“By building a fan base from an early stage, your work becomes much more accessible” – fantasy illustrator Alyn Spiller

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Alyn Spiller is a freelance artist from Wales. When he’s not glued to his monitor, he enjoy getting out on his longboard, heading to the cliffs or beaches for walks, and he also dabbles with the drums.

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I was a latecomer to the art game and never really showed much interest as a kid. I was a young adult when I finally started to develop a passion for digital art in particular, so much so that I dropped out of University where I was studying web design to pursue a career as a digital Illustrator.

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One of the big draws of being a freelance artist for me was the diversity of the jobs that were available. There are new challenges and experiences with every job and you are in control of which ones you take on.

One day I might be painting environments for The Lord of the Rings board game, and the next I’m designing and selling T-shirt designs to a clothing company.

It’s an increasingly competitive market with many talented artists out there who can do it all, regardless of genre or whether it’s painting environments, characters or even 3D modelling.

Don’t be afraid to get out of your comfort zone and create things that might feel a little out of your depth, something I was definitely guilty of for a long time. This only limits your skills and growth as an artist. Push the boundaries and learn new techniques whenever possible.

The first step for me is usually referencing. I’ll compile a folder of images that inspire me regarding shape, colour, style, texture etc. Imagination is crucial, I try to capture and visualize what I want to convey in my mind, something simple and moving.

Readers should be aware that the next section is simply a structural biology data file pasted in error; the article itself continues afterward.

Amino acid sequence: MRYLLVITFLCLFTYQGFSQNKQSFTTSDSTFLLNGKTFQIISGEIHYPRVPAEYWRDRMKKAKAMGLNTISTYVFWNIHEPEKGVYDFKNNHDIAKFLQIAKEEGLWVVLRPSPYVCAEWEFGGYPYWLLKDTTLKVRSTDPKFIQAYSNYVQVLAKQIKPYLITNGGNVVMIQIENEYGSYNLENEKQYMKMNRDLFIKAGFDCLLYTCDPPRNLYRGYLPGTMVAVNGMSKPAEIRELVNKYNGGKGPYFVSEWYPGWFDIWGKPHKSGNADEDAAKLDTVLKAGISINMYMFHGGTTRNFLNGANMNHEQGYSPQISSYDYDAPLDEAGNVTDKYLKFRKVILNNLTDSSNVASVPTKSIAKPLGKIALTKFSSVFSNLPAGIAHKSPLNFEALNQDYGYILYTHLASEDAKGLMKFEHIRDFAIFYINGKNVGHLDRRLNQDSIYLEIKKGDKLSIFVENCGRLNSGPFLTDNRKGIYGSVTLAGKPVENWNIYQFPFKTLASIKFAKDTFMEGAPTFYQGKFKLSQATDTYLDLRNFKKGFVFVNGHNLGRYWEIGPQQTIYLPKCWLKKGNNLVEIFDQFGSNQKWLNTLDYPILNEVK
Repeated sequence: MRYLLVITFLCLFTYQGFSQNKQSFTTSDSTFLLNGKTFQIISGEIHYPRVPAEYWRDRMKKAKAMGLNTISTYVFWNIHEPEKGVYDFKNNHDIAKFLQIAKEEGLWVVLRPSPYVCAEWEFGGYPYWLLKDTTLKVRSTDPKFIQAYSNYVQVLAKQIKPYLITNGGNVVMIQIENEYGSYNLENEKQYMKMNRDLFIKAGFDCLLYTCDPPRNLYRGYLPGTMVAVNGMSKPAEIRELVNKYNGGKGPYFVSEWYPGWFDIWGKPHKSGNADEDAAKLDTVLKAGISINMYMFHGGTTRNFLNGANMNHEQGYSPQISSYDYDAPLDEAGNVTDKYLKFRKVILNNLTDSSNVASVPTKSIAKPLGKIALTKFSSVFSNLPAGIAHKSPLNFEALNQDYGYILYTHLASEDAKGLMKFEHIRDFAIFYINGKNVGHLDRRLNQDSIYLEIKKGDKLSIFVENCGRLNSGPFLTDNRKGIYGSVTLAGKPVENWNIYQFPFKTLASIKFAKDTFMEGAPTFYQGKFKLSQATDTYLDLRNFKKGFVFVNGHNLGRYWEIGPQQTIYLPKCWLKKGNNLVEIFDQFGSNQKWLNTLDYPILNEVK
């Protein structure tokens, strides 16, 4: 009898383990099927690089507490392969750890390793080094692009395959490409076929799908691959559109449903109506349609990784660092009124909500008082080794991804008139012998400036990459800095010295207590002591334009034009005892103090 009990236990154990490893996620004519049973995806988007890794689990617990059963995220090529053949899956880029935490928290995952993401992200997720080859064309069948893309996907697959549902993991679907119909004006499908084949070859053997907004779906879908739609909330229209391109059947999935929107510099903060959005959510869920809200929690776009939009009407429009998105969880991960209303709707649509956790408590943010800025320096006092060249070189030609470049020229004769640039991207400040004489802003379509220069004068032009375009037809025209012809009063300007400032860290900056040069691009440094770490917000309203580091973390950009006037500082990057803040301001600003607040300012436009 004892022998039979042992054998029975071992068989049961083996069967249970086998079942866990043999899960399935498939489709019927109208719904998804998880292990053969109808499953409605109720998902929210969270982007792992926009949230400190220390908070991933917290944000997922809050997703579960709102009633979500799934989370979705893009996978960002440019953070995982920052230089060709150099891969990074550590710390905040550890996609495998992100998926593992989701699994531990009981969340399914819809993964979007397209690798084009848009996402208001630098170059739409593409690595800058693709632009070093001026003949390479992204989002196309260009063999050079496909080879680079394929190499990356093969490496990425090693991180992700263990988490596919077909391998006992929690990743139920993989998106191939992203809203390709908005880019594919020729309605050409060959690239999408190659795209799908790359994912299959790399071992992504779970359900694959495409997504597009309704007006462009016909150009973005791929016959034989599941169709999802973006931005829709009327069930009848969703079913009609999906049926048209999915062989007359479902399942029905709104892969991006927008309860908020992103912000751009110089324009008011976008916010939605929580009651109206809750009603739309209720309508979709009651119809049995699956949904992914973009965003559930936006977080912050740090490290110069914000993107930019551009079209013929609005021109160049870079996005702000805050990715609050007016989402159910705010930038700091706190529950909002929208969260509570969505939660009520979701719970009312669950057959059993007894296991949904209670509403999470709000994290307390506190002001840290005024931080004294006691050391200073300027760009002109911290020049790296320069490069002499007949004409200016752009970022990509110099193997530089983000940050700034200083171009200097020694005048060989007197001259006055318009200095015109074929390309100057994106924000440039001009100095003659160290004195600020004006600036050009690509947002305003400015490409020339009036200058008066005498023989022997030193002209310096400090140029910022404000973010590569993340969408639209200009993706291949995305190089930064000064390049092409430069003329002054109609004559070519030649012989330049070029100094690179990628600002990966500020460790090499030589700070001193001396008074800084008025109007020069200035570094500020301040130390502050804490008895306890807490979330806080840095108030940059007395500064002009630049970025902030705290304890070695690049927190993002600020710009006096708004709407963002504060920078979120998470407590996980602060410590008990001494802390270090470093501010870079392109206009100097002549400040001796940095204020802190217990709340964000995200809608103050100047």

I’ll then begin with a simple black and white sketch in Photoshop, focusing on composition and light. From there, it’s a case of building upon this solid base, introducing colour and details until you reach a level of completion that you’re happy with.

For digital art, the standard is a decent computer running your preferred programme (Photoshop in my case) along with a graphics tablet, I currently use a Wacom Inutos 4. It is possible to create impressive digital paintings using only a mouse but it doesn’t compare to the freedom and accuracy of a tablet. For those who don’t yet have the right equipment, use whatever medium you can afford since a lot of the skills will be transferable when you take those first steps in to the digital world.

For the most part, I currently work from home on my own. While this includes some obvious perks like being able to select your own hours and schedule, there are some downsides too, such as the isolation and variable income. With no boss to keep you in check, it’s important to stay motivated and disciplined.

It goes without saying, the more you practice the faster you will improve and reach your goals but everyone knows this. Something that plays a big part in any success that I have is social media and promotion. In today’s society, it can literally make or break a product/business. Making an effort to post regularly on art community sites right from the beginning, played a big part in getting my work out there and noticed by potential clients. By building a fan base from an early stage, your work becomes much more accessible and increases your potential audience, which can lead to future business. Feedback is also a great way to accelerate the learning process. There are numerous websites/forums where other artists will happily critique your work.

It’s important to have a vision, something to aim for. For me, it’s always been to develop a unique style, like a ‘brand’ or ‘calling card’ that when viewed people would instantly know it an Alyn Spiller piece. I’m still working on developing ideas and pursuing different avenues, so I have nothing concrete yet.

Learn more about Alyn on his website.